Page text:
Often one can see a protest or a demonstration and wonder if all that effort is worth the trouble. When the United States decided to invade Iraq in 2003, thousands turned out in the United States (indeed, millions around the world) to protest the invasion. On February 15, 2003, 3 million of people turned out in Rome alone against the U.S.’ intentions.
The end result of some of the most vocal public expressions in history? The invasion of Iraq went forward, as planned, and operations continued in that country for seven years.
San Francisco is no stranger to protest. On April 13th, for example, at San Francisco Sate, dozens of students occupied the administrations building at their university to protest tuition hikes and overcrowded classrooms. As it stands now, tuition will still rise, and classrooms will still be crowded as before.
So it comes as surprise to when public displays of opinion do effect change, both on campus and off. In the case of off-campus change, most notably, we have the people-initiated revolutions of Egypt and Tunisia, which sucessfully occurred without the military intervention of foreign governments and were largely peaceful.
In the case of on-campus change, we have Upward Bound, where university leadership had first decided to sever ties with the program when the contract expired in 2012. After a consistent public outcry in the form of vocal town hall meetings and two campus protests, USF has now decided to renew sponsorship for Upward Bound and allow for its limited use of university facilities.
The Foghorn is not saying that all our problems, both campus-wide and globally, have been solved through public demonstrations. For example, Libya and Syria’s demonstrations for government change were met with violent and forceful resistance from Muammar Qadaffi and Bashar al-Assad, respectively.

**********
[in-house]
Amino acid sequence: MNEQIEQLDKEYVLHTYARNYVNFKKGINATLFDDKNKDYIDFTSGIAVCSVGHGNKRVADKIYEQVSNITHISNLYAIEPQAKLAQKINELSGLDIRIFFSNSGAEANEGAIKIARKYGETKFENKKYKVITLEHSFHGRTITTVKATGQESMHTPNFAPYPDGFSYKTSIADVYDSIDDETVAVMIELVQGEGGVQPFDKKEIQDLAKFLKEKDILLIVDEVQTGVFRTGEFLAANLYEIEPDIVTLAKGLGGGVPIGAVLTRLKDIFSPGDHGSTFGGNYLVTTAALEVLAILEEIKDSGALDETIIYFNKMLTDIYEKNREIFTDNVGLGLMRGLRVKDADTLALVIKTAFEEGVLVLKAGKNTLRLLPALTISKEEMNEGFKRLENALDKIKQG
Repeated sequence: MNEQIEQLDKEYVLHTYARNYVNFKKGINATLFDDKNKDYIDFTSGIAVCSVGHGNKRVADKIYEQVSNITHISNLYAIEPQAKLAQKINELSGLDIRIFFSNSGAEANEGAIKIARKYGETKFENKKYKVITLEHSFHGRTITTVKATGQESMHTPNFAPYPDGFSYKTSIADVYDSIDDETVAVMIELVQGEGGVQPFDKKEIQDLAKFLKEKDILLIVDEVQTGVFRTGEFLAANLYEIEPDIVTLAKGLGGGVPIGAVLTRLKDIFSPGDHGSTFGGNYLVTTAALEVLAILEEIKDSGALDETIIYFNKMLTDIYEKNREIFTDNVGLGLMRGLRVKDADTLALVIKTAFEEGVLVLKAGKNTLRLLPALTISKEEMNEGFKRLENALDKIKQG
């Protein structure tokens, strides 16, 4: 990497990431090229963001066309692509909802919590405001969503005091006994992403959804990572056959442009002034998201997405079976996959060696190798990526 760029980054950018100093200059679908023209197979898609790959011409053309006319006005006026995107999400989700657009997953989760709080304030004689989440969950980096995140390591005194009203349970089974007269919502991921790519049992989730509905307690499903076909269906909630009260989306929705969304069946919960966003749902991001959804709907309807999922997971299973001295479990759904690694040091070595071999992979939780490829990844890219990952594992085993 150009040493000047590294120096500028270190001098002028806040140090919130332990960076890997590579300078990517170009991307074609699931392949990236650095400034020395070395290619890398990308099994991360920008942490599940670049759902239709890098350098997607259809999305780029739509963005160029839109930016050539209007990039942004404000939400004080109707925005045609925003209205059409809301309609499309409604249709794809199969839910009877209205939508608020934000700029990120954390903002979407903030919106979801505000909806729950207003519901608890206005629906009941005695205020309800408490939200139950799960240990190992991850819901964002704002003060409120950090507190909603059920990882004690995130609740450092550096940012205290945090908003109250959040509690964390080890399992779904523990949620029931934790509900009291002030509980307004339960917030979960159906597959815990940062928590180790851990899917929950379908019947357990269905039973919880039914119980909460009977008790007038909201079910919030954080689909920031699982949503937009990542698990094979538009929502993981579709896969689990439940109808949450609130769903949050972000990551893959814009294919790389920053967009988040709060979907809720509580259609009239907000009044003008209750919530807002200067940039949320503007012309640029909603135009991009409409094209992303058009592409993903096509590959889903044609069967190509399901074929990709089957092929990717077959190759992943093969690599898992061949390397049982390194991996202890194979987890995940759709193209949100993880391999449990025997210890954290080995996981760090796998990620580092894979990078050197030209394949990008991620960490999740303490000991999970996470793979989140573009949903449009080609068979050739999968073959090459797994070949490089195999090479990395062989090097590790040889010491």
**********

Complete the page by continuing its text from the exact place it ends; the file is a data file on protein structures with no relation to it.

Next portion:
Back at home, when KUSF went off the air suddenly in late January, the station rallied support for its reinstatement through hosting public events (see KUSF Lives(s)) and through petitions to the FCC. However, the doors to the old radio studio and transmitter are still locked. Also, the optimistic news of the FCC initially blocking of the transfer of KUSF’s transmitter was dampened by construction permit the FCC issued on April 12 to KDFC for a new transmitter in Sausalito, implying an eventual completion of the transfer of the 90.3 signal to KDFC.
In short, the Foghorn is advocating this: advocate however you can, because it does have an impact. It is worth the trouble to protest, demonstrate, and advocate (in the special case of the USF community), for both our student interests and for the rights and concerns of people around the world.
Whether the fight is to keep a funded account’s budget from going under the knife year after year, or to inform the university of the troubles its new housing policy has generated for underclassmen seeking housing, or to rally against military endeavors your government does in your name, demonstration and public expression is important and necessary; The alternative; i.e., apathy, automatically makes change an impossibility.
Editor-in-Chief: Heather Spellacy
Chief copy-editor: Natalie Cappetta
Opinion Editor: Vicente Patino